How health 2.0 technologies can help teens and children take care of their health

January 25, 2012

Thanks to technology, today there are many ways to promote health for children and teens while making it a fun and natural part of everyday life. This not only makes life easier for the ones who suffer from severe illnesses, but also helps children and teenagers stay informed and take care of their general health.

Promoting healthy behavior among teens and kids
Several initiatives have been taken to empower and encourage teens to make healthy choices. New approaches appear inevitable in a world where Internet, social media, and smartphones play a major part in the everyday lives of both teens and adults, and even children.

An example of a new approach to engage teens is the ubiquitous black and white squares called Quick Response codes, which are starting to gain momentum in healthcare. They are quick and easy to use and help get people onto the mobile web sites of health programs and services. For instance, it has been used by hospitals, clinics and health services.

Physical therapy with the Wii Balance Board
Validated by medical researchers, the Nintendo Wii Balance Board has been used to create a balance training system to help physically challenged kids suffering from cerebral palsy or other disorders via a therapeutic game that helps these children advance their skills in a fun way. Five boards with motion-sensing capabilities are lined up and the patients have to shoot approaching monsters by hitting particular spots with their feet as they step along the Wii array, which encourages them to improve their postures.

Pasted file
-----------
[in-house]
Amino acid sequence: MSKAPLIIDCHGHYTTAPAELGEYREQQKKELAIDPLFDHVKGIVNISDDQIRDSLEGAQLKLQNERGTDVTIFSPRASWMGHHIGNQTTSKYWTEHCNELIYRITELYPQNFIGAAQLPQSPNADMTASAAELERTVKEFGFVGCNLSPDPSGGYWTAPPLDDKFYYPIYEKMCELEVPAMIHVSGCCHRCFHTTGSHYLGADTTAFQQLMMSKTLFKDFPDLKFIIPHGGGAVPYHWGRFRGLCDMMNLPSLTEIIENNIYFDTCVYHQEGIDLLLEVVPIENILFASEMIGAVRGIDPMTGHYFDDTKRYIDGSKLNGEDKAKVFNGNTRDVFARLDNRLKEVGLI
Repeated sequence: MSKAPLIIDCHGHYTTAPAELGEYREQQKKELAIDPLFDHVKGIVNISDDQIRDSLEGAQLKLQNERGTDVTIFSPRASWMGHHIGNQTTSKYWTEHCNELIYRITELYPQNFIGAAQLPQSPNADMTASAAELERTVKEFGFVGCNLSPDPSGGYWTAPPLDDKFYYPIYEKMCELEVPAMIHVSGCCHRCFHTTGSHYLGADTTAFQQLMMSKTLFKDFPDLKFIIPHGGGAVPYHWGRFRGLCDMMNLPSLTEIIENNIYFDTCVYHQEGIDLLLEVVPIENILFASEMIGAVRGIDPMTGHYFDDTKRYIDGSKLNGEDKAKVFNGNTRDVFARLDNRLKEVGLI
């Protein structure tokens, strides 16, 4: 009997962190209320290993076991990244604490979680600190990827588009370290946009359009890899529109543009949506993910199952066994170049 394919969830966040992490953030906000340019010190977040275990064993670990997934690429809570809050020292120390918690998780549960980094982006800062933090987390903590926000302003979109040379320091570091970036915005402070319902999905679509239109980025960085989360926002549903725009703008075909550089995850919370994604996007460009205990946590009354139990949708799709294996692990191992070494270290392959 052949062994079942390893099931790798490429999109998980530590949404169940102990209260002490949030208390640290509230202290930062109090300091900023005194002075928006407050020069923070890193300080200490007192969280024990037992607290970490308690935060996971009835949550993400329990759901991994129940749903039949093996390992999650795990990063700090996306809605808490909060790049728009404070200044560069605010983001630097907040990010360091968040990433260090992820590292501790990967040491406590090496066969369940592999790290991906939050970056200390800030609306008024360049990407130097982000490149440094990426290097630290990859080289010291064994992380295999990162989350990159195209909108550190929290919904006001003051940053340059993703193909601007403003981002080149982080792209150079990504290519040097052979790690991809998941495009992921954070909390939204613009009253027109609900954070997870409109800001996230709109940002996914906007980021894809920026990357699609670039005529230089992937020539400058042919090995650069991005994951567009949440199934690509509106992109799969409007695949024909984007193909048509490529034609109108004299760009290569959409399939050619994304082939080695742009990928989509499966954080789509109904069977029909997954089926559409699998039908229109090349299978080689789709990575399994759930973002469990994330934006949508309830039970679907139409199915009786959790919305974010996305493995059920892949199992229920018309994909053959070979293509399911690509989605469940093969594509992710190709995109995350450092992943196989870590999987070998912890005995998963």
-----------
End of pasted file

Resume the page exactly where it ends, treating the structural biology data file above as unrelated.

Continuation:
A way to make life easier for diabetic children
Life is not easy for children suffering from diabetes and dealing with daily stresses, but it can be less painful thanks to the blood glucose monitoring device developed by Bayer Didget. It is shaped like a Game Boy cartridge, so that you can plug it into your Nintendo DS with a strip with a blood sample inserted. The blood sugar levels are displayed on the device and at the same time it unlocks new levels for every drop of blood drawn and thus rewards the child.
For the younger children, Finn the Glucose Fish can help remove some of the anxiety connected to making glucose tests. The strips are stored inside of the fish and the lancet attaches to the meter. It’s shaped to fit into the child’s hand with large buttons for little fingers.

A tool that can make life a little easier for teens, who have to manage a life with homework, extracurricular activities, friends – and diabetes, is the innovative app DiaPETic, which encourages glucose testing and provides tips for managing the disease with elements of gaming.

What do you think of promoting healthy behavior among kids and teens through gaming and QR codes?